A Profile Approach to Child Care Quality, Quantity, and Type of Setting: Parent Selection of Infant Child Care Arrangements
Psychology | Social and Behavioral Sciences
Building on prior variable-oriented research which demonstrates the independence of the associations of child care quality, quantity, and type of setting with family factors and child outcomes, the current study identifies four profiles of child care dimensions from the NICHD Study of Early Child Care and Youth Development. Profiles accounted for 73% of total variance in 10 child care variables measured for 489 6-month-olds in nonparental child care including type of setting, quantity of care, and structural/process quality indicators. Dominant marker variables were used to label the four profiles which revealed complex patterns. Lower family risk, especially higher maternal education, was associated with profiles marked by features associated with better child outcomes, but only maternal belief in the harm of maternal employment protected against child care profiles with features associated with poorer child outcomes. By allowing child care characteristics to correlate freely with dimension profiles using a person-oriented approach, results facilitate examination of the contributions of each individual characteristic to each profile, suggesting ways to improve child care provision and to examine child care selection.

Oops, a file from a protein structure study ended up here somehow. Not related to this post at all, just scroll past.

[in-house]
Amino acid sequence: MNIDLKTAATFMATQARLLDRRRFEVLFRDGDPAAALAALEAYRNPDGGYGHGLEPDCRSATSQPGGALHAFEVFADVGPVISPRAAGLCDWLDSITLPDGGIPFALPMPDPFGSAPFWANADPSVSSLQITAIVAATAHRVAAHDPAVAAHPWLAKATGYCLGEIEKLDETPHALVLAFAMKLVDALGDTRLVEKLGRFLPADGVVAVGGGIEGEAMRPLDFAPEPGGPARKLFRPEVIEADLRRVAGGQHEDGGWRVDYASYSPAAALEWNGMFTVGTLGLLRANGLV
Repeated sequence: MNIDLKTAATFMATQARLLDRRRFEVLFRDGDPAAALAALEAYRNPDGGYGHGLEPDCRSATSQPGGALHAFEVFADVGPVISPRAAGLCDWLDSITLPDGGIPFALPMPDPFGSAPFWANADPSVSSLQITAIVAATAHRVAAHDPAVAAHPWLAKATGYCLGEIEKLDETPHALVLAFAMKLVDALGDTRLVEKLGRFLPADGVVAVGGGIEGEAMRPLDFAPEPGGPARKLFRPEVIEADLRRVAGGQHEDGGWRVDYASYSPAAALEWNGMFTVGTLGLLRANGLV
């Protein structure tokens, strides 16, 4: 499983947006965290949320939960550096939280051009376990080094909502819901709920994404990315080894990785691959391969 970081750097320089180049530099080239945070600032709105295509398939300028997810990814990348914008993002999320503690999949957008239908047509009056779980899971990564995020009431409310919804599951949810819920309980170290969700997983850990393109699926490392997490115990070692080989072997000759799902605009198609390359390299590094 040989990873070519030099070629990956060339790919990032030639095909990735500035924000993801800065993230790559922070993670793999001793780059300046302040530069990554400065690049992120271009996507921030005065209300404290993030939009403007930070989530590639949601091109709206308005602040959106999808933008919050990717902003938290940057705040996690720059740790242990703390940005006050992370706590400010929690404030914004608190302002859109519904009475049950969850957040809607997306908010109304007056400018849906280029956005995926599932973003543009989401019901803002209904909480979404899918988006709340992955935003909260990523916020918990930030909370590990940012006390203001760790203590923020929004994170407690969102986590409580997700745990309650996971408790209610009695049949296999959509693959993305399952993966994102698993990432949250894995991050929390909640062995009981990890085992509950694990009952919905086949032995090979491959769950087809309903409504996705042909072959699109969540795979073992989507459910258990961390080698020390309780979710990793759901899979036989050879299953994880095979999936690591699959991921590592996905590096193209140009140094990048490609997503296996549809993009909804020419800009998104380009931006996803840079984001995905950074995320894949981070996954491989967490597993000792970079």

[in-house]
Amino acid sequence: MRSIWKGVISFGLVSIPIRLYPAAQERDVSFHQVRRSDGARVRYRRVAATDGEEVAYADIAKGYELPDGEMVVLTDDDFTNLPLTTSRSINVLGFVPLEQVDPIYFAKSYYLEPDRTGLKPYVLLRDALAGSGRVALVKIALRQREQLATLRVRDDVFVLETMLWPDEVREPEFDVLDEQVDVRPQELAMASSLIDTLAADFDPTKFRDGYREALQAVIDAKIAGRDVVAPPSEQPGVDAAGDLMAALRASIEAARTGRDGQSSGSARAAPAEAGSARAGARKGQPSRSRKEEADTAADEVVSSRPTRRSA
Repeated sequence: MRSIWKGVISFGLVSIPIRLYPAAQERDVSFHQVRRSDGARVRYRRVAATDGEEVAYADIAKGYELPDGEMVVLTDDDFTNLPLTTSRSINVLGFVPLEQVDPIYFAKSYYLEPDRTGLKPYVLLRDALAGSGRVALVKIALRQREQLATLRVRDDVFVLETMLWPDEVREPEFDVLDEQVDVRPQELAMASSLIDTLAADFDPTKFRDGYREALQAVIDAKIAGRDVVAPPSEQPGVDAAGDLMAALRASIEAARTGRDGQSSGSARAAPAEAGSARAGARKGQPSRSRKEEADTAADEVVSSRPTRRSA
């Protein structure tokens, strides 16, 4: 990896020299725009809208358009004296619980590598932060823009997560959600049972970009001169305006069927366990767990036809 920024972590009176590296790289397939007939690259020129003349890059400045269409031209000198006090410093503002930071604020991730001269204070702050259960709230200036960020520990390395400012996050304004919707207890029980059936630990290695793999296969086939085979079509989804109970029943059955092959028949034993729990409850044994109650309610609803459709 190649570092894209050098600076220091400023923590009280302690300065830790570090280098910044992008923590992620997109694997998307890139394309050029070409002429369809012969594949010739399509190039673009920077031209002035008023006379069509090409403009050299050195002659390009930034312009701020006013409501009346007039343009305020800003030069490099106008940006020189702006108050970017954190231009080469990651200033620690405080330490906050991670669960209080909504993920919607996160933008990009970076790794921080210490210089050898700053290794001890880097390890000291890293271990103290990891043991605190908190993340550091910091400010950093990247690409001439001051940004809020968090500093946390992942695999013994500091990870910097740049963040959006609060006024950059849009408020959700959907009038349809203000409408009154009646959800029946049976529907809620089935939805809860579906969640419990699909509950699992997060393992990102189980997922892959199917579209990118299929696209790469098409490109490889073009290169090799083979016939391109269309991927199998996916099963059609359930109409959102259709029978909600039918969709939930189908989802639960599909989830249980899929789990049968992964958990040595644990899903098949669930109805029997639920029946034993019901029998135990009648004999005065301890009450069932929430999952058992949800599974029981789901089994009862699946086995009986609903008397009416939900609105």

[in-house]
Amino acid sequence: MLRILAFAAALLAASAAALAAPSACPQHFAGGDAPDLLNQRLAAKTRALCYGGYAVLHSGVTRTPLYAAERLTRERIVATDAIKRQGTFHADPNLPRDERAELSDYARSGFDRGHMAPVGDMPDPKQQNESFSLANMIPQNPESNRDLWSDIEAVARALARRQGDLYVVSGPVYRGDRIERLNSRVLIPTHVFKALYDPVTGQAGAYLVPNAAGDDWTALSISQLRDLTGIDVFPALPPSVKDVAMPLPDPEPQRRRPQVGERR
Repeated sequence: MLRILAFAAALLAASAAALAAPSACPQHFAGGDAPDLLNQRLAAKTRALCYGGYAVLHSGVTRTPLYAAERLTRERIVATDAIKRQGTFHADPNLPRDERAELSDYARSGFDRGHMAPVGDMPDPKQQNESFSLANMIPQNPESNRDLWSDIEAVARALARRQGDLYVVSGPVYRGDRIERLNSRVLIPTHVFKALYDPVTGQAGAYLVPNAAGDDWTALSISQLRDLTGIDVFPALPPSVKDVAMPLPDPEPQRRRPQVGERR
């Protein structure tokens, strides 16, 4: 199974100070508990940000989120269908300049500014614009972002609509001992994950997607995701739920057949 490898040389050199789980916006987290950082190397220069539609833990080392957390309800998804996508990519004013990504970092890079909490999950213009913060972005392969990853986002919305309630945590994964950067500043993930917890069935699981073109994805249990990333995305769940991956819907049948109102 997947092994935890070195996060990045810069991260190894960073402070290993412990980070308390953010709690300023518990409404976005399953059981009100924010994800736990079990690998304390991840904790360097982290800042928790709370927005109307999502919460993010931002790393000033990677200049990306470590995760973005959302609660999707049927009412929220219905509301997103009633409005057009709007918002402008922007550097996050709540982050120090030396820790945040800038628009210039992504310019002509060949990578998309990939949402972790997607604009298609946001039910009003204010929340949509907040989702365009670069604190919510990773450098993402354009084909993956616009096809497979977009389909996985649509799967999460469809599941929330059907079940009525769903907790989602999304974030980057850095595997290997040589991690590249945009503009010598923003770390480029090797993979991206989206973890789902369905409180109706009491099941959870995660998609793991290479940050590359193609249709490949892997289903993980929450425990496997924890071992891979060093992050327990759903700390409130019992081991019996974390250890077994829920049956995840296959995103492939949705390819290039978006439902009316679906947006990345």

Sosinsky, L.S. & Kim, S.-E. (2013). A profile approach to child care quality, quantity, and type of setting: Parent selection of infant child care arrangements. *Applied Developmental Science,17*(1), 39-56.
This document is currently not available here.